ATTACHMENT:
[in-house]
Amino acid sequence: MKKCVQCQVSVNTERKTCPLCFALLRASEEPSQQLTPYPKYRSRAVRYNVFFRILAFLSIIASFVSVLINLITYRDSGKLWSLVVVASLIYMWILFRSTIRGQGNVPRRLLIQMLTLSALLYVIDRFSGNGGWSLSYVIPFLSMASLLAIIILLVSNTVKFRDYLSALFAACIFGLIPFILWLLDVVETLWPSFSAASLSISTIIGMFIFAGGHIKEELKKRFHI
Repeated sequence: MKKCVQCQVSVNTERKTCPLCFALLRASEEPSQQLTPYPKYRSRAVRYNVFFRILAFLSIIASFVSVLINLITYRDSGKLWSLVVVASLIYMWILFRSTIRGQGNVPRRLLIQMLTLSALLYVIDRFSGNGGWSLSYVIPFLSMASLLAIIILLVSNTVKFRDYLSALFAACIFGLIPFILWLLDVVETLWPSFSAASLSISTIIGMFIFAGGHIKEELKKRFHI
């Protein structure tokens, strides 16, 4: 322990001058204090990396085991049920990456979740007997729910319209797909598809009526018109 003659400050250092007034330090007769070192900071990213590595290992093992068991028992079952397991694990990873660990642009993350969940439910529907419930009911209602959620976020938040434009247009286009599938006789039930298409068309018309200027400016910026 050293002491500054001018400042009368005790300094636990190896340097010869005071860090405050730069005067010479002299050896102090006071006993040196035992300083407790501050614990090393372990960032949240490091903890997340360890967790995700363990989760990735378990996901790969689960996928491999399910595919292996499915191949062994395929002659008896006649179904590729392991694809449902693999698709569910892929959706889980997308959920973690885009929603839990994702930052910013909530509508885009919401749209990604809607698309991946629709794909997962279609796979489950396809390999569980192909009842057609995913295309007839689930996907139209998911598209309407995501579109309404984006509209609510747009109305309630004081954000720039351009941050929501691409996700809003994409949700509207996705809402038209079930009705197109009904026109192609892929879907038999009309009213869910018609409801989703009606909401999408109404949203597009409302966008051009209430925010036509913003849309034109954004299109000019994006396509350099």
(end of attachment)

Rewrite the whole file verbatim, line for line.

[in-house]
Amino acid sequence: MKKCVQCQVSVNTERKTCPLCFALLRASEEPSQQLTPYPKYRSRAVRYNVFFRILAFLSIIASFVSVLINLITYRDSGKLWSLVVVASLIYMWILFRSTIRGQGNVPRRLLIQMLTLSALLYVIDRFSGNGGWSLSYVIPFLSMASLLAIIILLVSNTVKFRDYLSALFAACIFGLIPFILWLLDVVETLWPSFSAASLSISTIIGMFIFAGGHIKEELKKRFHI
Repeated sequence: MKKCVQCQVSVNTERKTCPLCFALLRASEEPSQQLTPYPKYRSRAVRYNVFFRILAFLSIIASFVSVLINLITYRDSGKLWSLVVVASLIYMWILFRSTIRGQGNVPRRLLIQMLTLSALLYVIDRFSGNGGWSLSYVIPFLSMASLLAIIILLVSNTVKFRDYLSALFAACIFGLIPFILWLLDVVETLWPSFSAASLSISTIIGMFIFAGGHIKEELKKRFHI
């Protein structure tokens, strides 16, 4: 322990001058204090990396085991049920990456979740007997729910319209797909598809009526018109 003659400050250092007034330090007769070192900071990213590595290992093992068991028992079952397991694990990873660990642009993350969940439910529907419930009911209602959620976020938040434009247009286009599938006789039930298409068309018309200027400016910026 050293002491500054001018400042009368005790300094636990190896340097010869005071860090405050730069005067010479002299050896102090006071006993040196035992300083407790501050614990090393372990960032949240490091903890997340360890967790995700363990989760990735378990996901790969689960996928491999399910595919292996499915191949062994395929002659008896006649179904590729392991694809449902693999698709569910892929959706889980997308959920973690885009929603839990994702930052910013909530509508885009919401749209990604809607698309991946629709794909997962279609796979489950396809390999569980192909009842057609995913295309007839689930996907139209998911598209309407995501579109309404984006509209609510747009109305309630004081954000720039351009941050929501691409996700809003994409949700509207996705809402038209079930009705197109009904026109192609892929879907038999009309009213869910018609409801989703009606909401999408109404949203597009409302966008051009209430925010036509913003849309034109954004299109000019994006396509350099």